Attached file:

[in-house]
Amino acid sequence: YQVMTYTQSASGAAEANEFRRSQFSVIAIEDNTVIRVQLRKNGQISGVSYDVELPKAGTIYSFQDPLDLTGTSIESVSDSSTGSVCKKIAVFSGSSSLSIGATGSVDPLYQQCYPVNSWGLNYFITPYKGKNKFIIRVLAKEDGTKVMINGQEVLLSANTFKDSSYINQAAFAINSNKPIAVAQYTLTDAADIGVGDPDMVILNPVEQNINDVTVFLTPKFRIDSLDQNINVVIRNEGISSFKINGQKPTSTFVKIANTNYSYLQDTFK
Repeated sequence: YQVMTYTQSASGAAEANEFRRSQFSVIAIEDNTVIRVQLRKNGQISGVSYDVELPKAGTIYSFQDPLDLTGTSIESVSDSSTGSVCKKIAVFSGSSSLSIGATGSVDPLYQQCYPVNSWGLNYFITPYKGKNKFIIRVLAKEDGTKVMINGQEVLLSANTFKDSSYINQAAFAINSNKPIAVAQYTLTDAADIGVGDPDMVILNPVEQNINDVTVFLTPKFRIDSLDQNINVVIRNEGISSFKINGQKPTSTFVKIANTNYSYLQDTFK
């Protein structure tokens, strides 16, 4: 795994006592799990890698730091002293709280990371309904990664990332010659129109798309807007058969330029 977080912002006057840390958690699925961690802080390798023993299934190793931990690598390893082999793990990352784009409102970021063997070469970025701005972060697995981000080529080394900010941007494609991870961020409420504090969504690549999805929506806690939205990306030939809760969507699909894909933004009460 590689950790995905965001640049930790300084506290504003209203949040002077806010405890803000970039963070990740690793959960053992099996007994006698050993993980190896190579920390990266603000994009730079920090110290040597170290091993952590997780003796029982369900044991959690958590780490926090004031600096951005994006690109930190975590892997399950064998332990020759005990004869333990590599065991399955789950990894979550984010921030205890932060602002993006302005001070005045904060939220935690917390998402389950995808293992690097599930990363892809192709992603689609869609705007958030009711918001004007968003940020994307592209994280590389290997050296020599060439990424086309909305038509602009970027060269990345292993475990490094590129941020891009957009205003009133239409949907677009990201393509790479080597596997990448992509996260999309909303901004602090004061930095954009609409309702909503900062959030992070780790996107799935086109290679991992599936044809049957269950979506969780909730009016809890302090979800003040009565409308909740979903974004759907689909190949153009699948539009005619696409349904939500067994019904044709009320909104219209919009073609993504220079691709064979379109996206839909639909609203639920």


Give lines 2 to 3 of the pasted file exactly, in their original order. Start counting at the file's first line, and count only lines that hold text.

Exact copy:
Amino acid sequence: YQVMTYTQSASGAAEANEFRRSQFSVIAIEDNTVIRVQLRKNGQISGVSYDVELPKAGTIYSFQDPLDLTGTSIESVSDSSTGSVCKKIAVFSGSSSLSIGATGSVDPLYQQCYPVNSWGLNYFITPYKGKNKFIIRVLAKEDGTKVMINGQEVLLSANTFKDSSYINQAAFAINSNKPIAVAQYTLTDAADIGVGDPDMVILNPVEQNINDVTVFLTPKFRIDSLDQNINVVIRNEGISSFKINGQKPTSTFVKIANTNYSYLQDTFK
Repeated sequence: YQVMTYTQSASGAAEANEFRRSQFSVIAIEDNTVIRVQLRKNGQISGVSYDVELPKAGTIYSFQDPLDLTGTSIESVSDSSTGSVCKKIAVFSGSSSLSIGATGSVDPLYQQCYPVNSWGLNYFITPYKGKNKFIIRVLAKEDGTKVMINGQEVLLSANTFKDSSYINQAAFAINSNKPIAVAQYTLTDAADIGVGDPDMVILNPVEQNINDVTVFLTPKFRIDSLDQNINVVIRNEGISSFKINGQKPTSTFVKIANTNYSYLQDTFK